Environment

Risk Assessments of Fracking Focus on Environmental Impacts, but Miss the Human Rights Implications

It's critical that we understand the human rights repercussions of environmentally risky actions.

Young activist holding an anti-fracking sign in Boise, Idaho, on February 22, 2016.
Photo Credit: txking/Shutterstock

[Editor's note: This article was originally published by the Center for Humans and Nature as part of their Questions for a Resilient Future series: Does fracking violate human rights? To read more responses to this question and to share your thoughts, click here.]

“The human societies that presently dominate the world govern on the basis of a false understanding of the universe. The core falsehood is that we humans are separate from our environment and that we can flourish even as the health of Earth deteriorates. …The governance structures, legal philosophies (jurisprudence), and laws established by many societies reflect and entrench the illusion of separation and independence. This encourages and legitimises environmentally and socially destructive behavior...”

– Cormac Cullinan, Wild Law: A Manifesto for Earth Justice

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The United Kingdom Government is publicly committed to exploitation of shale gas reserves in the UK, arguing that shale gas will be an important part of the country’s future energy mix and will make a significant contribution to energy security. It has consequently taken steps to simplify the procedure for obtaining permission for shale gas and oil developments and is taking forward a number of proposals to encourage shale gas development, including tax incentives and a "Shale Wealth Fund" to benefit communities that "host" fracking operations. Ninety-three new licenses for exploration of onshore oil and gas sites were awarded in 2016.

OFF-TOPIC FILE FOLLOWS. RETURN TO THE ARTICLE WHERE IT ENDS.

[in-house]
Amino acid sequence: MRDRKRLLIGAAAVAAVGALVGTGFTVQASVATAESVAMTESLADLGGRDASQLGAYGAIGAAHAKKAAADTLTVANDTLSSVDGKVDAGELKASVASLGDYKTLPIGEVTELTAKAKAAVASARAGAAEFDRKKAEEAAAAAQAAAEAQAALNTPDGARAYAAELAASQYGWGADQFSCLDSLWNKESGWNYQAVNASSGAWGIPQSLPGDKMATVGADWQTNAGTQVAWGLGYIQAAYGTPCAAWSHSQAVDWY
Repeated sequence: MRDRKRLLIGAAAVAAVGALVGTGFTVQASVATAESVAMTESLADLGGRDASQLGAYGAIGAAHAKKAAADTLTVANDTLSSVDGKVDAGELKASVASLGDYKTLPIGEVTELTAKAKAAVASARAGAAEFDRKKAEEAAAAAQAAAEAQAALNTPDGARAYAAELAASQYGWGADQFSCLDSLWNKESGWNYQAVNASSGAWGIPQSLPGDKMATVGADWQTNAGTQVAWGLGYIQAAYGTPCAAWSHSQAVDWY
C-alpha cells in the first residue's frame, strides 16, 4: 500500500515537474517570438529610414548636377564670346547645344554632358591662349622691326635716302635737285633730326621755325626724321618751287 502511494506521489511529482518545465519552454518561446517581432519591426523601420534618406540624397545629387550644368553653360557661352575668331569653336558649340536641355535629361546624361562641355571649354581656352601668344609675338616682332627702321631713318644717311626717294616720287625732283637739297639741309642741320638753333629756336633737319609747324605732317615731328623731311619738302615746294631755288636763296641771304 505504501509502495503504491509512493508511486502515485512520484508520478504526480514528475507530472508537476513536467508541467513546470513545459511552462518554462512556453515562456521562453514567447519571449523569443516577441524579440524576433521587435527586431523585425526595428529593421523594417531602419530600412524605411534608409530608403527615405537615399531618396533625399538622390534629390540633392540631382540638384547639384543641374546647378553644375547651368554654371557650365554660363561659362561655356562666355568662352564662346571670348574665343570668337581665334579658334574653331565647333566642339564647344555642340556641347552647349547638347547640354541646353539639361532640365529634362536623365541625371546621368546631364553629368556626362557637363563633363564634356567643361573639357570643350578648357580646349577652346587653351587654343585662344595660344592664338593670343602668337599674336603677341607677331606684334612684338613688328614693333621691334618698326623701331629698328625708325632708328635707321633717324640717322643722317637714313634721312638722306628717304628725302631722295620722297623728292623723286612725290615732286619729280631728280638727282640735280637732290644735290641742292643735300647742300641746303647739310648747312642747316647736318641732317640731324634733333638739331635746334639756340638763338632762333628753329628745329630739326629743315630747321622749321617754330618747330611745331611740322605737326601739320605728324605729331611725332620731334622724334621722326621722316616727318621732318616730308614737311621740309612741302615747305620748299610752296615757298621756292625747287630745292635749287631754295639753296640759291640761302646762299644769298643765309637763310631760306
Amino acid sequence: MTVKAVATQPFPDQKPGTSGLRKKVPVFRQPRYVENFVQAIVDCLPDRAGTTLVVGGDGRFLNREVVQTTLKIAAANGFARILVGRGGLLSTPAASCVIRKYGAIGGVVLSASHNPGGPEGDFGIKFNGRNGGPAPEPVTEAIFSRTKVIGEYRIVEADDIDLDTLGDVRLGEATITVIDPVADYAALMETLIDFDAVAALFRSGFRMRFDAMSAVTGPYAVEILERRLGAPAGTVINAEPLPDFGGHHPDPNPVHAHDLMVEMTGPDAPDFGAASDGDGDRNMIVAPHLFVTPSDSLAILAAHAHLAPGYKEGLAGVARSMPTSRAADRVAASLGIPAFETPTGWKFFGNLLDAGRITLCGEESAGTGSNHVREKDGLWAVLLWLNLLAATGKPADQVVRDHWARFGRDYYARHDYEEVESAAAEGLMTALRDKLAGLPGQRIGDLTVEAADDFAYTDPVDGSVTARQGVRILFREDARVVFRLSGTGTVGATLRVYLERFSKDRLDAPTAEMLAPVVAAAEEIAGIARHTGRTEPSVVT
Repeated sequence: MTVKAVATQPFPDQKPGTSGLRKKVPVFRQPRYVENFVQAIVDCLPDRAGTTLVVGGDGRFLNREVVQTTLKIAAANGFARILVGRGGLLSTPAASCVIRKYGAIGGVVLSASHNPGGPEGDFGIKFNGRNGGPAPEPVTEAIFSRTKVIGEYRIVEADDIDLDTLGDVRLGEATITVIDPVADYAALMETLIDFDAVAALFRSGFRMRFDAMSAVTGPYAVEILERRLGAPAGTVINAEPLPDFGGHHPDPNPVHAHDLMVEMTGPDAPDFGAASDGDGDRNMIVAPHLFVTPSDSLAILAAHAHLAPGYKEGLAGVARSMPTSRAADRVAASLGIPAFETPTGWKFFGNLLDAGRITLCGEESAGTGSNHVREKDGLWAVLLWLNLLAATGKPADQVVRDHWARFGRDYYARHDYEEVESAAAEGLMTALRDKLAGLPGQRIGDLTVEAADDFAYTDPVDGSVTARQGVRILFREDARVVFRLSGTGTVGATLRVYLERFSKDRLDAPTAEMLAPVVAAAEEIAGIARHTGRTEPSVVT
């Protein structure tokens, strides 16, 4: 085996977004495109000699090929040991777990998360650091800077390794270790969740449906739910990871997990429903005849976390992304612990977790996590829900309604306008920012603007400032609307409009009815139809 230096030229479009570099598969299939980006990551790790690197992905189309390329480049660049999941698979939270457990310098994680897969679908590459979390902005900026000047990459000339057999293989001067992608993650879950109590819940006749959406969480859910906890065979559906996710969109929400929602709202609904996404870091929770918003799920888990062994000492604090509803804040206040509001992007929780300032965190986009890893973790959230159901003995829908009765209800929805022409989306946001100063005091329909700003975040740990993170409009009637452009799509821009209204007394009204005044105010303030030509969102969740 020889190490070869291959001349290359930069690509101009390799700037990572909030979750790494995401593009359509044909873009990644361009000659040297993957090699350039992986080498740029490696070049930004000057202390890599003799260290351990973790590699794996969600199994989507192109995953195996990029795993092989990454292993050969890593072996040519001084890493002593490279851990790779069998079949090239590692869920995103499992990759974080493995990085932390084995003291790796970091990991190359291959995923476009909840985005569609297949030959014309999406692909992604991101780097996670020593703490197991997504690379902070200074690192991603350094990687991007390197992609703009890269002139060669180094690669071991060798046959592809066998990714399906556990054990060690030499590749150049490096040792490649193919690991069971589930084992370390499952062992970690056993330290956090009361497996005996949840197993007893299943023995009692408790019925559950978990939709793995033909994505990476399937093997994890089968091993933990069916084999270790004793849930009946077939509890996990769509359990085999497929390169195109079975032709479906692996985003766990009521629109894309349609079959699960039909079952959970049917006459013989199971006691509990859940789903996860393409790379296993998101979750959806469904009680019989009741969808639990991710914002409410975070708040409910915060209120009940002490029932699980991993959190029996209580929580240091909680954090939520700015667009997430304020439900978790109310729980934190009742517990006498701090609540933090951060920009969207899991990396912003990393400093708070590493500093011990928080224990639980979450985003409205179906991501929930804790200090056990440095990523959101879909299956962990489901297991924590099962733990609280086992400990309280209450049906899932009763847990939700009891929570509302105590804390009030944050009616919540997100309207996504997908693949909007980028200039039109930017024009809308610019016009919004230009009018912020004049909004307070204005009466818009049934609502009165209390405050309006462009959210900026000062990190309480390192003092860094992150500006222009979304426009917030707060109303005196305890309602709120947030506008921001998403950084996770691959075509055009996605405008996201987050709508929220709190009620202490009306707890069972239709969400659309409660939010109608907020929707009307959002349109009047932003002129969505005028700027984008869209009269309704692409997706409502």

The environmental risks of fracking are well known. These include groundwater contamination, depletion of water resources, pollution of water courses, methane and other gas leakages, ground contamination, increased seismic activity, as well as noise, dust, and other pollution from infrastructure development and extraction operations. However, risk assessments have tended to focus on the physical impacts of fracking on the environment with little consideration of the likely human rights implications.

Most international human rights instruments date from a period before environmental concerns rose to prominence and, therefore, few specifically protect the right to a healthy or sustainable environment. However, the close connection between human rights and the environment and the potentially adverse impact of environmental degradation on a whole range of human rights is now increasingly recognized and reflected in the practice of human rights courts [download] and tribunals, at national, international and regional levels. The most significant of these, from the perspective of the UK, is the European Convention on Human Rights (the Convention) which is implemented in UK law via the Human Rights Act 1998.